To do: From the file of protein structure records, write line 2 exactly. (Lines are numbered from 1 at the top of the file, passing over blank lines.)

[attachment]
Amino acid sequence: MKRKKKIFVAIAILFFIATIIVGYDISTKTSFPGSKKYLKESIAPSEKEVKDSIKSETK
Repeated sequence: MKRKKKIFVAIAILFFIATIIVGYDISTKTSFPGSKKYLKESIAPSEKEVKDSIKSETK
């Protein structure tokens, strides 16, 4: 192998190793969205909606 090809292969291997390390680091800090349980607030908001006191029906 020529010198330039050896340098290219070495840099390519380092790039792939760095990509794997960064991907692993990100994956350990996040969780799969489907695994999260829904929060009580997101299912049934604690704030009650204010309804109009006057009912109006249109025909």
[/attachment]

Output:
Repeated sequence: MKRKKKIFVAIAILFFIATIIVGYDISTKTSFPGSKKYLKESIAPSEKEVKDSIKSETK